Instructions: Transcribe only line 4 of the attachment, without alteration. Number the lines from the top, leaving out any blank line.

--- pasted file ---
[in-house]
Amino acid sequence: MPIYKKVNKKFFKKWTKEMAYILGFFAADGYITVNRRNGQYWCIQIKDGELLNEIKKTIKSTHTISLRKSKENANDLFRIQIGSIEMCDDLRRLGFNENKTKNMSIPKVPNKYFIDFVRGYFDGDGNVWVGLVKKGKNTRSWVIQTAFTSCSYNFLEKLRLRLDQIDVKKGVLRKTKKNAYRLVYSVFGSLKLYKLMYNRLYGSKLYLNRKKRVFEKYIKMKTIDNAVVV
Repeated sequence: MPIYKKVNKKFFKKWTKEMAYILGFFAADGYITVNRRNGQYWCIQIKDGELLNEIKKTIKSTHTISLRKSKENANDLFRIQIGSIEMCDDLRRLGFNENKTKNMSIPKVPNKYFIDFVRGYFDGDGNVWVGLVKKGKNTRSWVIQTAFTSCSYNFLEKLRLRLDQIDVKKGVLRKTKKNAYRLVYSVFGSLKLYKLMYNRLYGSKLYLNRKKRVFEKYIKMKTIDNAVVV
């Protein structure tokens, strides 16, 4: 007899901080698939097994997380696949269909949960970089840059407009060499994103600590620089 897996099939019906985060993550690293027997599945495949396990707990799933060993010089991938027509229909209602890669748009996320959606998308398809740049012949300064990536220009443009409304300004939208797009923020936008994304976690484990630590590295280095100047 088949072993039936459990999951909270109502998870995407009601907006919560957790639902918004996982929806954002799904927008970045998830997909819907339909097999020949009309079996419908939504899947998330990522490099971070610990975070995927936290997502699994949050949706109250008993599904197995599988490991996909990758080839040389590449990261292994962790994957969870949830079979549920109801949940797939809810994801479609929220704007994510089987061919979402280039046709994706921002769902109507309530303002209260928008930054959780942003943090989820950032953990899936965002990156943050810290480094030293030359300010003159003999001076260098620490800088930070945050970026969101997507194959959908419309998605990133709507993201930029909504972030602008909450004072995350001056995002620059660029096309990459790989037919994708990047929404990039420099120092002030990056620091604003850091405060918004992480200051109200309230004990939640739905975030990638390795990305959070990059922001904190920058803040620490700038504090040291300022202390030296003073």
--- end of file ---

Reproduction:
């Protein structure tokens, strides 16, 4: 007899901080698939097994997380696949269909949960970089840059407009060499994103600590620089 897996099939019906985060993550690293027997599945495949396990707990799933060993010089991938027509229909209602890669748009996320959606998308398809740049012949300064990536220009443009409304300004939208797009923020936008994304976690484990630590590295280095100047 088949072993039936459990999951909270109502998870995407009601907006919560957790639902918004996982929806954002799904927008970045998830997909819907339909097999020949009309079996419908939504899947998330990522490099971070610990975070995927936290997502699994949050949706109250008993599904197995599988490991996909990758080839040389590449990261292994962790994957969870949830079979549920109801949940797939809810994801479609929220704007994510089987061919979402280039046709994706921002769902109507309530303002209260928008930054959780942003943090989820950032953990899936965002990156943050810290480094030293030359300010003159003999001076260098620490800088930070945050970026969101997507194959959908419309998605990133709507993201930029909504972030602008909450004072995350001056995002620059660029096309990459790989037919994708990047929404990039420099120092002030990056620091604003850091405060918004992480200051109200309230004990939640739905975030990638390795990305959070990059922001904190920058803040620490700038504090040291300022202390030296003073």